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Filetypes

Other than Windows, Haiku doesn't rely on the 3-letter file extension for a file type (e.g. .txt, .jpg, .mp3). This method is only a last resort fallback. Haiku uses MIME types just like it's custom on the internet.

While there's no reason to use file extensions in Haiku, remember to add them to files you want to share with users of other operating systems, e.g. over email, uploading to a server or via exchange of an USB drive. Otherwise their system may not recognize the file type.

index Setting the filetype of a specific file

You can change the type of a specific file, its icon and the associated application. Select the file and invoke the Add-Ons | Filetype add-on from the right-click context menu.

filetype-addon.png

index The File Type

The above is a PNG file, it's MIME string image/png. Let's say you definitely know that it's not a PNG but a GIF. You can change that either by entering the correct MIME string by hand or with one of the two buttons below the textbox:

Select... shows a hierarchical list of filetypes where you navigate to image | GIF Image.
Same as... opens a file dialog where you choose any file that already has the filetype you're looking for.

index The Preferred Application

This pop-up menu shows a list of all applications that can handle this particular filetype. From here you can choose which program should open this specific file when it's double-clicked. You could, for example, change a HTML file's preferred application from the browser to a text editor while you're working on it. Every other HTML file still opens in the browser, only this particular one starts in your text editor.

The Default application is the one that's set globally for that filetype. If you don't find the program you want to associate with this file in the pop-up menu, you'll again find the buttons Select... and Same as... which do the similar thing described under "The File Type" above.

index The Icon

If you're wondering why the icon well on the top right is empty: Icons are normally inherited from the system default for that filetype. You can open the Filetype add-on of a file that contains an icon and drag & drop it into your file's icon well. Or you double-click the icon well and create or edit your own icon. For more info on icons and how to create your own, see topic Icon-O-Matic.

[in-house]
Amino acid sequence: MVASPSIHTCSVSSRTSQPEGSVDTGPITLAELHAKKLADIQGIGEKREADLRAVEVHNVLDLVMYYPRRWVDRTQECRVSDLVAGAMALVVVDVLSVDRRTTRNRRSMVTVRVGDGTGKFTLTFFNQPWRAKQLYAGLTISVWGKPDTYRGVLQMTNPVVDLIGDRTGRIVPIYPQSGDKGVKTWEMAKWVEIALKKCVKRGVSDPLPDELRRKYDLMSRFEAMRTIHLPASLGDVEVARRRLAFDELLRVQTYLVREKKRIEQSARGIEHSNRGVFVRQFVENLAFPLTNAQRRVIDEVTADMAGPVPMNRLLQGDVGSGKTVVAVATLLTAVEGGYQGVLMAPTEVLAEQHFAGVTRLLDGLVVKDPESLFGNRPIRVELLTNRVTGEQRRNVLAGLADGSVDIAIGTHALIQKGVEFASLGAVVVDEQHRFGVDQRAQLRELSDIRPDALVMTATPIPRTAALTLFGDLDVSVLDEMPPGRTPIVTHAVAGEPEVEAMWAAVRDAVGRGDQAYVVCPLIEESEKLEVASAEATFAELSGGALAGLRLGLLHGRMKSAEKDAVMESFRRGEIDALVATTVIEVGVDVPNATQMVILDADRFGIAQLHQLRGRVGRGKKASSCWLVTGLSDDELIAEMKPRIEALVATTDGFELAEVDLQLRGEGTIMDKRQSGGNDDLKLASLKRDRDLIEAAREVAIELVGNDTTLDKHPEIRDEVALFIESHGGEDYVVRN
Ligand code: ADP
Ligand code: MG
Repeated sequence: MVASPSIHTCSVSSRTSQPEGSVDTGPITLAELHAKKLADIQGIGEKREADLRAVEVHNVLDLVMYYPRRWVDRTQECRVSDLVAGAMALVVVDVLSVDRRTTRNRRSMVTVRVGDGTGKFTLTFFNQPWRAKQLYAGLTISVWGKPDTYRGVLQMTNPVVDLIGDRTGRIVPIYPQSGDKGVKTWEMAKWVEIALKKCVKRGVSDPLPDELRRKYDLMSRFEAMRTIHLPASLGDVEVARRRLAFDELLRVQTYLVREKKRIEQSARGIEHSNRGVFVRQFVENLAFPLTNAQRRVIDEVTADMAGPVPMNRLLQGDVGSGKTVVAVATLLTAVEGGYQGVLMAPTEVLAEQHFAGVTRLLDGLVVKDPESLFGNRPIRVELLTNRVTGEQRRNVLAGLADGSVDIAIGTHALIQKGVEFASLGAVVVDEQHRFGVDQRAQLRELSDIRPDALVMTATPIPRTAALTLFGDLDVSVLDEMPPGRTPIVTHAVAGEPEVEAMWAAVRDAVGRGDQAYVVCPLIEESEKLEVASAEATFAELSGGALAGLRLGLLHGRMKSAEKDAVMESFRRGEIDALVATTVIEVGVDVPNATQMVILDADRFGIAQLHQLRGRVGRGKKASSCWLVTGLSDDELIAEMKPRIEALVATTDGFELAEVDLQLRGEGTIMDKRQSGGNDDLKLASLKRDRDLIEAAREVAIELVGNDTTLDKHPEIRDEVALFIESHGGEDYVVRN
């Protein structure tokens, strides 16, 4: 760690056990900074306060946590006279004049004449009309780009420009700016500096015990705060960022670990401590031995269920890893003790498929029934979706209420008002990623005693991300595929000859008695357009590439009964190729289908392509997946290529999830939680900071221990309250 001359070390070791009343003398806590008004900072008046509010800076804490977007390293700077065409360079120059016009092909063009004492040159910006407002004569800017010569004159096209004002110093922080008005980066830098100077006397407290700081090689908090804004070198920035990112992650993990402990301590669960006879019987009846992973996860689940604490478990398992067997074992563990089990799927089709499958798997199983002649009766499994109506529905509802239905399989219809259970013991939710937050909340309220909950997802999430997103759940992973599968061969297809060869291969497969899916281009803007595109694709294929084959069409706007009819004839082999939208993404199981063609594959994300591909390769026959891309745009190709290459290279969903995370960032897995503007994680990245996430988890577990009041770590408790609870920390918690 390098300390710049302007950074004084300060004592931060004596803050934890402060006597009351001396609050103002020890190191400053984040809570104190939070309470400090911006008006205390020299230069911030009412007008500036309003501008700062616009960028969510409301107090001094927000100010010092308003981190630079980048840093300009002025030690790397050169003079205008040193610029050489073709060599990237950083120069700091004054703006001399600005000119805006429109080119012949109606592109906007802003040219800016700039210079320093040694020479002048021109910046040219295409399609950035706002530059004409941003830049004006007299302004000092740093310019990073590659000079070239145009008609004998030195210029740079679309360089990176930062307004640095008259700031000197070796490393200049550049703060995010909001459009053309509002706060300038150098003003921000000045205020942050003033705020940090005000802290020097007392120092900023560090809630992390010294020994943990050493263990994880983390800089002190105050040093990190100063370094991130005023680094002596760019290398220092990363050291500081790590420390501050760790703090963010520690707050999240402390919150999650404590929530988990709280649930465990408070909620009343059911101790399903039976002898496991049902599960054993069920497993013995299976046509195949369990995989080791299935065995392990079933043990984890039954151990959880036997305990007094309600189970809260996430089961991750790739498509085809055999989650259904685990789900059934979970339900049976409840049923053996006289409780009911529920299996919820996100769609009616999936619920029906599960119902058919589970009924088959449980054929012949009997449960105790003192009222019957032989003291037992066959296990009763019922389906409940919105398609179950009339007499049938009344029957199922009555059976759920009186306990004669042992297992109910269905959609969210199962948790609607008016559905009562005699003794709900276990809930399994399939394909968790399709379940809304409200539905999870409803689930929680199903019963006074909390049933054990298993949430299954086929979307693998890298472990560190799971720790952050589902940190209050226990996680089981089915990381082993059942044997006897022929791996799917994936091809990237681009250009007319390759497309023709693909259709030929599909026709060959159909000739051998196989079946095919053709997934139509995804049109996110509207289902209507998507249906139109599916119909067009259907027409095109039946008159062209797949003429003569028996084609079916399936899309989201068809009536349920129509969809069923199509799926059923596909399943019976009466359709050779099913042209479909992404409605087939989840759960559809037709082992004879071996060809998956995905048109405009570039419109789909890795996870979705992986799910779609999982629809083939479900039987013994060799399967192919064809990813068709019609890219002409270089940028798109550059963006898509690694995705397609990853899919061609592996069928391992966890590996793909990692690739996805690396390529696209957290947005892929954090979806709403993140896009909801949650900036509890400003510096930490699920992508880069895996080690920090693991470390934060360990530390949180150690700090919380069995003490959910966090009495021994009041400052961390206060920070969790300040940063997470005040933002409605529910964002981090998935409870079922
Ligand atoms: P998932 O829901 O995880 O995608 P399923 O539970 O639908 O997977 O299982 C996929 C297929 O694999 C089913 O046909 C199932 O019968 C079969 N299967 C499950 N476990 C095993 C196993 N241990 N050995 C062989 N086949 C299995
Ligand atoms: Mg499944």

index Special settings for applications

If you invoke the Filetype add-on on an executable (here: StyledEdit), you'll get a different dialog:

filetype-addon-stylededit.png

On top, you'll see, instead of a standardized MIME string, the unique application signature. With it, the system finds the program wherever it's installed.

Below it are several flags, controlling the app's behaviour:

Single launch Only one instance of the app can be running per executable file. If you have two copies of that app, however, they can run side by side.
Multiple launch Many instances of the app can run simultaneously.
Exclusive launch Really only one instance with that app's signature is allowed to run at a time.
Args only Indicates the app doesn't respond to messages.
Background app The app won't appear in Twitcher or the list of running apps of the Deskbar.

Then there's the list of supported filetypes. You can add (and remove) filetypes if you think the application can handle them. As a consequence, the app will appear in the menu for preferred applications or Tracker's Open with... context menu when you right-click on a file of that type.

At the bottom are version and copyright information. Like the application signature, they are filled in by the app's author and shouldn't be altered.

index Global settings with the FileTypes Preferences

The FileTypes preferences don't deal with individual files but with global settings of filetypes. You can change default icons and preferred applications or add, remove, or alter attributes of whole filetypes. You can even create your own filetype from scratch.

All filetypes and their configurations are stored in /boot/home/config/settings/beos_mime/. Before you start experimenting, it may be prudent to make a backup of that folder...

To learn more about the FileTypes preferences see the workshop: Filetypes, Attributes, Index and Queries.